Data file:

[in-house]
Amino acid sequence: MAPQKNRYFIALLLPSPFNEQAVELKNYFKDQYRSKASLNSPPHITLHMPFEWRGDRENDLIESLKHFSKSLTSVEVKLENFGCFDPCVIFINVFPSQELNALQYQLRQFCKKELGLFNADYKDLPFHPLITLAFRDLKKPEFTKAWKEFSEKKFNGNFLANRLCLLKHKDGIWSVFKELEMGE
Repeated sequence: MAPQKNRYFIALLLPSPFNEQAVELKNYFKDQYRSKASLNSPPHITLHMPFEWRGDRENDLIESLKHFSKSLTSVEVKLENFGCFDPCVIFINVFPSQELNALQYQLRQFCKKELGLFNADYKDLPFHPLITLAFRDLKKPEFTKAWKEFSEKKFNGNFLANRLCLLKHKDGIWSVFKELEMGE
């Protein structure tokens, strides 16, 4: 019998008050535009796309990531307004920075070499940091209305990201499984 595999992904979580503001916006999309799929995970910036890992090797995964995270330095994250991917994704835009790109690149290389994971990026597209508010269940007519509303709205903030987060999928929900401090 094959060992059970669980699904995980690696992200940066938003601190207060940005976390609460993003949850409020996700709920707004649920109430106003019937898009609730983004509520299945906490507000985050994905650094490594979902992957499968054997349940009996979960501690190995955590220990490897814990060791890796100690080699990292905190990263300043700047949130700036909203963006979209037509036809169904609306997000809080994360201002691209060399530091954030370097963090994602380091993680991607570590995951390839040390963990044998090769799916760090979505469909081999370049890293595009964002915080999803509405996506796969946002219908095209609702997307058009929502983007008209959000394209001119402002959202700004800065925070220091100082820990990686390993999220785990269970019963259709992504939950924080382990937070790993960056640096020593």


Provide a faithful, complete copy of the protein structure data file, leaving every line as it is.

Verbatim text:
[in-house]
Amino acid sequence: MAPQKNRYFIALLLPSPFNEQAVELKNYFKDQYRSKASLNSPPHITLHMPFEWRGDRENDLIESLKHFSKSLTSVEVKLENFGCFDPCVIFINVFPSQELNALQYQLRQFCKKELGLFNADYKDLPFHPLITLAFRDLKKPEFTKAWKEFSEKKFNGNFLANRLCLLKHKDGIWSVFKELEMGE
Repeated sequence: MAPQKNRYFIALLLPSPFNEQAVELKNYFKDQYRSKASLNSPPHITLHMPFEWRGDRENDLIESLKHFSKSLTSVEVKLENFGCFDPCVIFINVFPSQELNALQYQLRQFCKKELGLFNADYKDLPFHPLITLAFRDLKKPEFTKAWKEFSEKKFNGNFLANRLCLLKHKDGIWSVFKELEMGE
């Protein structure tokens, strides 16, 4: 019998008050535009796309990531307004920075070499940091209305990201499984 595999992904979580503001916006999309799929995970910036890992090797995964995270330095994250991917994704835009790109690149290389994971990026597209508010269940007519509303709205903030987060999928929900401090 094959060992059970669980699904995980690696992200940066938003601190207060940005976390609460993003949850409020996700709920707004649920109430106003019937898009609730983004509520299945906490507000985050994905650094490594979902992957499968054997349940009996979960501690190995955590220990490897814990060791890796100690080699990292905190990263300043700047949130700036909203963006979209037509036809169904609306997000809080994360201002691209060399530091954030370097963090994602380091993680991607570590995951390839040390963990044998090769799916760090979505469909081999370049890293595009964002915080999803509405996506796969946002219908095209609702997307058009929502983007008209959000394209001119402002959202700004800065925070220091100082820990990686390993999220785990269970019963259709992504939950924080382990937070790993960056640096020593």